I googled the title and found:

    here
     
  9. elnwood

    elnwood Puritan Board Junior

    It's important when refuting positions that you disagree with that you do not put words in their mouth or make assumptions about where their logic goes.

    "First of all, Erickson's view leads to the conclusion that our faith is what makes Christ's atonement efficacious. If our faith makes Christ's atonement efficacious, then our faith is a work that adds to the merit of Christ."

    The first statement is correct, but I think the second is a stretch. An Amyraldian or Arminian would hold the first, but I don't think any would affirm the second statement.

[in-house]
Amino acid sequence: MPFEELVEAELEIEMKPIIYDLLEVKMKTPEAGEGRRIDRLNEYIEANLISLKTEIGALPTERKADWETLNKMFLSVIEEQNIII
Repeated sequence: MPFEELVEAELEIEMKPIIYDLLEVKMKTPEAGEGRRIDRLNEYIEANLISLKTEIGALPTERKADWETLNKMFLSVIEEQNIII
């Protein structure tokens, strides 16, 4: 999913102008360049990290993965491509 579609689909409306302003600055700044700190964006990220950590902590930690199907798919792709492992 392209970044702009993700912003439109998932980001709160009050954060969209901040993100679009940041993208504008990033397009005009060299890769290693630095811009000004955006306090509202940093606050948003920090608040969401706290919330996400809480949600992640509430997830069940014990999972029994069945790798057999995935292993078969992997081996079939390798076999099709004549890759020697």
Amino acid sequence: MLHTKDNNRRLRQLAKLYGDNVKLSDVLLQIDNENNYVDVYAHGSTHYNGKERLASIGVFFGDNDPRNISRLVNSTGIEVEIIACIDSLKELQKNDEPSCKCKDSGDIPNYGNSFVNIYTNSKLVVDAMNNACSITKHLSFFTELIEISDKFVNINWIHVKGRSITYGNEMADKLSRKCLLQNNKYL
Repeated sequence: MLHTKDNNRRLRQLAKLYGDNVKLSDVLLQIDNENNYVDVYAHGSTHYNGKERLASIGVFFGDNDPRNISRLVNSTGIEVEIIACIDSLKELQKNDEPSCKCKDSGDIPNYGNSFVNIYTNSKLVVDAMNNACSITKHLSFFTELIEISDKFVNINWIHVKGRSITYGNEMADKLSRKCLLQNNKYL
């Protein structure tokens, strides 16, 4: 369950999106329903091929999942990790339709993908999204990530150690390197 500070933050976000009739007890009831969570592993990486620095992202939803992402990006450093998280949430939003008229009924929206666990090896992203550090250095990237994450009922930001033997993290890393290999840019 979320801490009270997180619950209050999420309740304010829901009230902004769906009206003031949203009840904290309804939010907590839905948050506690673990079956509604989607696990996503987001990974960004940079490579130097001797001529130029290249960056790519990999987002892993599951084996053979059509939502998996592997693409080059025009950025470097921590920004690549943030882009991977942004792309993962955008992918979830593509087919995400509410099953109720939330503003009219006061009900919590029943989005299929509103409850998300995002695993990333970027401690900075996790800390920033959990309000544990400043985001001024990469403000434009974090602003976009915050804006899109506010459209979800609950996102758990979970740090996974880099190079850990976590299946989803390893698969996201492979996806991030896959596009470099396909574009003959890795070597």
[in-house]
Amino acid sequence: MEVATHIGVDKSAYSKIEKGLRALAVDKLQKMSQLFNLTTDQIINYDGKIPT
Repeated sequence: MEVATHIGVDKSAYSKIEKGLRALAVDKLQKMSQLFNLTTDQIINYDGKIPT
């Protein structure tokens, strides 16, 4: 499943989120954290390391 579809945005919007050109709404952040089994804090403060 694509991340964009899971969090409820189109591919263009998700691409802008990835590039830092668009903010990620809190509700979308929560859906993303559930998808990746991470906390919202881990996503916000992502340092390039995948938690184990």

For example, the Reformed view is that faith itself credited as righteousness. Does that make the faith itself righteous, and thus making faith a work? No Reformer would say this.

    In the same way, I don't think it is consistent to say that the Amyraldian/Arminian view of the atonement is that faith is a work that adds to the merit of Christ because a) the proponents of that view don't believe it, and b) the same type of logic would make the Reformers believe that faith is a work as well.

    I'd appreciate it if others would continue to try to critique Erickson on this, because as of this moment I'm not convinced either for or against Erickson's position at this time.
     
  10. MW

    MW Puritan Board Doctor